Significance and Use
5.1 The application of HFTs and temperature sensors to building envelopes provide in-situ data for evaluating the thermal performance of an opaque building component under actual environmental conditions, as described in Practices and . These applications require calibration of the HFTs at levels of heat flux and temperature consistent with end-use conditions.
5.2 This practice provides calibration procedures for the determination of the heat flux transducer sensitivity, S, that relates the HFT voltage output, E, to a known input value of heat flux, q.
5.2.1 The applied heat flux, q, shall be obtained from steady-state tests conducted in accordance with either Test Method , , , , or, for cryogenic applications, Guide .
5.2.2 The resulting voltage output, E, of the heat flux transducer is measured directly using (auxiliary) readout instrumentation connected to the electrical output leads of the sensor.
Note 1: A heat flux transducer (see also Terminology ) is a thin stable substrate having a low mass in which a temperature difference across the thickness of the device is measured with thermocouples connected electrically in series (that is, a thermopile). Commercial HFTs typically have a central sensing region, a surrounding guard, and an integral temperature sensor that are contained in a thin durable enclosure. Practice , Appendix X2 includes detailed descriptions of the internal constructions of two types of HFTs.
5.3 The HFT sensitivity depends on several factors including, but not limited to, size, thickness, construction, temperature, applied heat flux, and application conditions including adjacent material characteristics and environmental effects.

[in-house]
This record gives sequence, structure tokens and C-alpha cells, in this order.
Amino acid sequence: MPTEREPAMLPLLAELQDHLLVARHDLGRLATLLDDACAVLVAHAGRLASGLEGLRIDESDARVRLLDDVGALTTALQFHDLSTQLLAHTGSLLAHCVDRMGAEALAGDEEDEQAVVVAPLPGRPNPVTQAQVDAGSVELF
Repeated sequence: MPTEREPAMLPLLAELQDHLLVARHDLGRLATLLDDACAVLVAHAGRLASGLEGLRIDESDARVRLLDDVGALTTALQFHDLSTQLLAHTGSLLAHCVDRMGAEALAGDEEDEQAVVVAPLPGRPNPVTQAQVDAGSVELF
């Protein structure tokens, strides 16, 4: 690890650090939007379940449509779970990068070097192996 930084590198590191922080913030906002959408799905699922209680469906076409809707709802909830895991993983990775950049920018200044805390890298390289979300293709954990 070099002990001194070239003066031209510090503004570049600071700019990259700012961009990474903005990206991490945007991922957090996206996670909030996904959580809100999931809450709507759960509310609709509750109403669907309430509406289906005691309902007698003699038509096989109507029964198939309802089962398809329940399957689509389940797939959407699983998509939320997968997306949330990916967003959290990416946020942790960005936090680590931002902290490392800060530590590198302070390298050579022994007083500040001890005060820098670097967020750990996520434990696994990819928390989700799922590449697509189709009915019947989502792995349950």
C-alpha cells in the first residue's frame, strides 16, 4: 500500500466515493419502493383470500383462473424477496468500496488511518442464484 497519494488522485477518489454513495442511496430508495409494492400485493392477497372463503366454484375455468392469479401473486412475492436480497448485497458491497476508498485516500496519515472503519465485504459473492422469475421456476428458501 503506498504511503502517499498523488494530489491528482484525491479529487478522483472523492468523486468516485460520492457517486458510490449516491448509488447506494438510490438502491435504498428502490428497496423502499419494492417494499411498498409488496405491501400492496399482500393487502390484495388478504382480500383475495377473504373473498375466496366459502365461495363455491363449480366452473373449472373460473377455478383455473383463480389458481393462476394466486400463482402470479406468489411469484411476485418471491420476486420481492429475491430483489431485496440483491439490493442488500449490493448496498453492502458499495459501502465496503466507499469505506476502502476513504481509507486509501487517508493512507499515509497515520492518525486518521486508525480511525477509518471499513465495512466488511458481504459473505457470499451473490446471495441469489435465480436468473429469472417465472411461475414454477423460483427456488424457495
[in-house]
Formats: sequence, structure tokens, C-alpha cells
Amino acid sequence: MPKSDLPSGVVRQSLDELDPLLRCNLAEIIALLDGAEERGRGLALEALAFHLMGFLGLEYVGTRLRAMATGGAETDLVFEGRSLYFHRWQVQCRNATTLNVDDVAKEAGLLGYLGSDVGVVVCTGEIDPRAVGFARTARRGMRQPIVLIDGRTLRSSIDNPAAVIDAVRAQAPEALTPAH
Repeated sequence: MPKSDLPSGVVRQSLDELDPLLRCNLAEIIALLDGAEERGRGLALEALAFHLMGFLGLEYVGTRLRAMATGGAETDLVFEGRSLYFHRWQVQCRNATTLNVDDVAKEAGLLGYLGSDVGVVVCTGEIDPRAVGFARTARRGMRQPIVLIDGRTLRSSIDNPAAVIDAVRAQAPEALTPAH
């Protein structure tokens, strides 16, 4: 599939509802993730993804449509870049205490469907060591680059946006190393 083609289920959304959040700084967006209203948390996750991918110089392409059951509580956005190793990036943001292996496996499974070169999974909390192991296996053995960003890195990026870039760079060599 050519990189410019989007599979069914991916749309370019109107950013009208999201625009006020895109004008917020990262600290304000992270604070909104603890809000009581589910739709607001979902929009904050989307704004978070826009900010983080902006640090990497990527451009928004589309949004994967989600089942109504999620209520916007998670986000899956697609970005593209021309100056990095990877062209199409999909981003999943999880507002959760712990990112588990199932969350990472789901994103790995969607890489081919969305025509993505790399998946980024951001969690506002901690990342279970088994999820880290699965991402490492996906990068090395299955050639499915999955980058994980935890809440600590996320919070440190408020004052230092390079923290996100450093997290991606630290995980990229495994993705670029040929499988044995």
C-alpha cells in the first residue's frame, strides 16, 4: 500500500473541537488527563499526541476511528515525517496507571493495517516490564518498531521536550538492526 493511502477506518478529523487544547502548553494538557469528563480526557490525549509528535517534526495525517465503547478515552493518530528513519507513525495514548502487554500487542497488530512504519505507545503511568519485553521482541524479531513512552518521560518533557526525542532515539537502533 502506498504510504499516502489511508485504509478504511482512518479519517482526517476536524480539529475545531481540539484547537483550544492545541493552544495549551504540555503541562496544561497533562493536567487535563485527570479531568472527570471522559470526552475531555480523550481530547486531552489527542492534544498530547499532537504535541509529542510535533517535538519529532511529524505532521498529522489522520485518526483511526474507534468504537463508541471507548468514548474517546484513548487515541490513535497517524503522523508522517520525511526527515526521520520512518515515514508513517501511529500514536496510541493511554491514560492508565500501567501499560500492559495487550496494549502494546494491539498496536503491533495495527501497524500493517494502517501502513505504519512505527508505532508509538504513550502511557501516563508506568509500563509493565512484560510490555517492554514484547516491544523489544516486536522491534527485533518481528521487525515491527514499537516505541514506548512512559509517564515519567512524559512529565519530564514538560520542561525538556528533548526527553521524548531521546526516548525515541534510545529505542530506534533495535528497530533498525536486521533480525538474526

5.4 The subsequent conversion of the HFT voltage output to heat flux under application conditions requires (1) a standardized technique for determining the HFT sensitivity for the application of interest; and, (2) a comprehensive understanding of the factors affecting its output as described in Practice .
5.5 The installation of a HFT potentially changes the local thermal resistance of the test artifact and the resulting heat flow differs from that for the undisturbed building component. The following techniques have been used to compensate for this effect.
5.5.1 Ensure that the installation is adequately guarded (. In some cases, an assumption is made that the change in thermal resistance is negligible, particularly for very thin HFTs with a large surrounding guard, or is incalculable )(. )
5.5.2 For the embedded configuration, analytical and numerical methods have been used to account for the disturbance of the heat flux due to the presence of the HFT. Such analyses are outside the scope of this practice but details are available in Refs (. )
5.5.3 For the surface-mounted configuration, measurement errors have been quantified by Trethowen (. Empirical calibrations have also been determined by conducting a series of field calibrations or measurements. Such procedures are outside the scope of this practice but details are available in Orlandi et al. )( and Desjarlais and Tye )(. )